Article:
Alerts, Notifications, and Warnings

Denver ’s Outdoor Warning Sirens: What To Do When They Sound

The City and County of Denver has an outdoor warning siren system consisting of 86 electro-mechanical sirens (including nine at Denver International Airport). The sirens are tested on the second Wednesday of each month at 11:00 a.m.

Aside from the monthly tests, the siren system is only activated when a tornado has been spotted by trained observers, or when the National Weather Service has issued a Tornado Warning for Denver County .  A Tornado Warning means that a tornado has been sighted, or that a developing tornado is reported by trained spotters or indicated on Doppler radar. A warning is typically issued for a small area for less than an hour.  Denver ’s siren system can be activated for either the entire county or for specific affected areas.

Questions and Answers about the Denver Outdoor Warning Sirens(PDF, 655KB)

Alert and Warning Systems

Denver Outdoor Warning Sirens

When the sirens sound, you should seek shelter immediately:

If you are in: Then:

A structure (e.g. residence, small building, school, nursing home, hospital, factory, shopping center, high-rise building)

Go to a pre-designated shelter area such as a safe room, basement, storm cellar, or the lowest building level. If there is no basement, go to the center of an interior room on the lowest level (closet, interior hallway) away from corners, windows, doors, and outside walls. Put as many walls as possible between you and the outside. Get under a sturdy table and use your arms to protect your head and neck. Do not open windows.

A vehicle, trailer, or mobile home

Get out immediately and go to the lowest floor of a sturdy, nearby building or a storm shelter. Mobile homes, even if tied down, offer little protection from tornadoes.

Outside with no shelter

Lie flat in a nearby ditch or depression and cover your head with your hands.Be aware of the potential for flooding!

Do not get under an overpass or bridge. You are safer in a low, flat location.

Never try to outrun a tornado in urban or congested areas in a car or truck. Instead, leave the vehicle immediately for safe shelter.

Watch out for flying debris. Flying debris from tornadoes causes most fatalities and injuries.

Once you have reached shelter, you should tune into local news media for additional information. Denver’s sirens do not sound an “All Clear” tone, so consult the news media to learn when the danger has lifted. 

Emergency Alert System

The Emergency Alert System (EAS) is a national warning system that sends emergency messages to radio and television stations, to include cable and satellite stations. The system enables Federal, state and local governments to notify the public of emergency and disaster information. The system is also used to notify the public of severe weather alerts issued by the National Weather Service. The system can be used to send alerts by county or statewide. Radio Station 850 KOA (AM) is the designated primary EAS activation station for the Denver area; however, all local radio and TV stations typically broadcast EAS messages.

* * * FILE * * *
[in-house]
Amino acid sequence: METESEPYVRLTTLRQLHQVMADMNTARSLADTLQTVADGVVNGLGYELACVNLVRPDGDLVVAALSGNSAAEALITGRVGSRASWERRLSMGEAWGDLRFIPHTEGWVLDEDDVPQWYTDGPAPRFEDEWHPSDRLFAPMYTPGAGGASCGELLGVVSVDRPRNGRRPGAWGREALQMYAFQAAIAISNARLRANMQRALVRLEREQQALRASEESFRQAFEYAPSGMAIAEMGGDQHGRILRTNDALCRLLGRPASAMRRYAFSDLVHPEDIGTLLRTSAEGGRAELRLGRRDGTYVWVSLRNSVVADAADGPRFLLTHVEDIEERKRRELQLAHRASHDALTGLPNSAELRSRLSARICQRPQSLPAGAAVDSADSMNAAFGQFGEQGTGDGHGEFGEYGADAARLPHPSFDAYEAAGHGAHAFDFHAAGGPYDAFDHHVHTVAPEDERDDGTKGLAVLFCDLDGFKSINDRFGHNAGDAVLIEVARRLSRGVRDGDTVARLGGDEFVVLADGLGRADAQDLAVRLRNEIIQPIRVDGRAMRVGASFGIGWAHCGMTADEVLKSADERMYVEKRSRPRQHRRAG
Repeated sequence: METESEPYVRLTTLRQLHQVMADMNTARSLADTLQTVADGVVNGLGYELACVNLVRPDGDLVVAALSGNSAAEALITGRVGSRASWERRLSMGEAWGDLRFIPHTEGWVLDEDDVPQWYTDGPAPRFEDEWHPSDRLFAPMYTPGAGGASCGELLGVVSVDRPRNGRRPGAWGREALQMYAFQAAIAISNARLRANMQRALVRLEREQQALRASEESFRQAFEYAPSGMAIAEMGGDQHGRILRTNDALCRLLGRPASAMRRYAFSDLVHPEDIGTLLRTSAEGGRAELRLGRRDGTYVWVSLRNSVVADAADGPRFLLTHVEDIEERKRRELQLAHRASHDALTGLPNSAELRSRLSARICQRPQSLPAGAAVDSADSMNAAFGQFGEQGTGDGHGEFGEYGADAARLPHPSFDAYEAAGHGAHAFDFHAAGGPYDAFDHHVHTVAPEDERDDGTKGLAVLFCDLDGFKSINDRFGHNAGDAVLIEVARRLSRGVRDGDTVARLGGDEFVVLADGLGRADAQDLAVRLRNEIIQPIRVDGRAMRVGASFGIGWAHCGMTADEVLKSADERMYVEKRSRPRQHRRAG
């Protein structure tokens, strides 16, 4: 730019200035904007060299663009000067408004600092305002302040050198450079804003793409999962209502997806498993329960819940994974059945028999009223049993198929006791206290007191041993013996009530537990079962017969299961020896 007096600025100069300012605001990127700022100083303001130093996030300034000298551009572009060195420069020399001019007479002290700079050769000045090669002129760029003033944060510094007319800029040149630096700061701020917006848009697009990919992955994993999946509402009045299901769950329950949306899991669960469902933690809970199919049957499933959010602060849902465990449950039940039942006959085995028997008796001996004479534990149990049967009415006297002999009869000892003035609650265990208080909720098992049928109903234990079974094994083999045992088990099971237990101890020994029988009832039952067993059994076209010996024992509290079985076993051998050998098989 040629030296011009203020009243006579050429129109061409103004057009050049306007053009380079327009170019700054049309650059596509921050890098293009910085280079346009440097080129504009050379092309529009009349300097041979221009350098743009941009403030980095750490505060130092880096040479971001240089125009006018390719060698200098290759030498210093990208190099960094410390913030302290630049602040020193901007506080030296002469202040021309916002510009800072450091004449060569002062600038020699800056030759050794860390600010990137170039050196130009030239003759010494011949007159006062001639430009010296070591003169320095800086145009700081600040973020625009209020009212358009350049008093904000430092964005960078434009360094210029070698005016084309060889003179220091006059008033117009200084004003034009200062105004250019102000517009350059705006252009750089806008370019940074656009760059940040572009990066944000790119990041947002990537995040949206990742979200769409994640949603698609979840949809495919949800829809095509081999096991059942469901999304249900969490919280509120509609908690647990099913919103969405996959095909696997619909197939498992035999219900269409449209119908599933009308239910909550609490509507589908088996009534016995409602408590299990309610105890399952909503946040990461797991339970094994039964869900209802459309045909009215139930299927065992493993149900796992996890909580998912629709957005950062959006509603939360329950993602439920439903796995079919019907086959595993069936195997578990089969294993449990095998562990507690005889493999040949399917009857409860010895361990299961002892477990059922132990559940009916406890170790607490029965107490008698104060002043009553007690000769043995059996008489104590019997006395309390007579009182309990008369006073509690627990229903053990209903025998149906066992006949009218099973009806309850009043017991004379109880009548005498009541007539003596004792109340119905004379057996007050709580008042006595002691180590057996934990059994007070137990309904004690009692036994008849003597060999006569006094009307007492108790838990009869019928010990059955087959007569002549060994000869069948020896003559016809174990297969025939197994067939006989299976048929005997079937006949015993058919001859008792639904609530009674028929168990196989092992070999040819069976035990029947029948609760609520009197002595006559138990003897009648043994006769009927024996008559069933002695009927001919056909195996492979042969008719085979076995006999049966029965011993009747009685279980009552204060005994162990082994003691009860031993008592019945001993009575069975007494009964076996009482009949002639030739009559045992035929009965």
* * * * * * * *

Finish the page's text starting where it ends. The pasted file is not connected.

Radio and television stations are required to test the EAS weekly, however this weekly test may not include audio or video components. Audio and visual tests are conducted monthly.

NOAA Weather Radio

A National Oceanic and Atmospheric Administration (NOAA) Weather Radio is a dedicated radio that receives real-time weather information direct from the National Weather Service.  Routine weather messages are typically repeated every 4 to 6 minutes and are updated every 1 to 3 hours.  During severe weather, more frequent updates and live broadcasts are used to notify listeners of potential hail, flooding, tornadoes, blizzard conditions, and other weather warnings. Newer radios can be set to play county-specific alerts. NOAA Weather Radio broadcasts can usually be heard as far as 40 miles from a transmitter, although a good quality antenna may be needed for reliable reception in some urban areas. 

NOAA - Weather Radios can be purchased at many electronic stores.

Wireless Emergency Alerts

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Imagine this: You’re driving down the highway, humming along to your favorite tunes, when the cell phone stowed in your bag suddenly makes a strange noise. To investigate, you take the next exit and safely pull over to check the screen. Good thing you did: Your phone just alerted you to a tornado a few miles away in same county you’re driving through.

Sound plausible? It is. America’s wireless industry is helping to build a Weather-Ready Nation through a nationwide text emergency alert system, called Wireless Emergency Alerts (WEA), which will warn you when weather threatens. Read the rest of the article on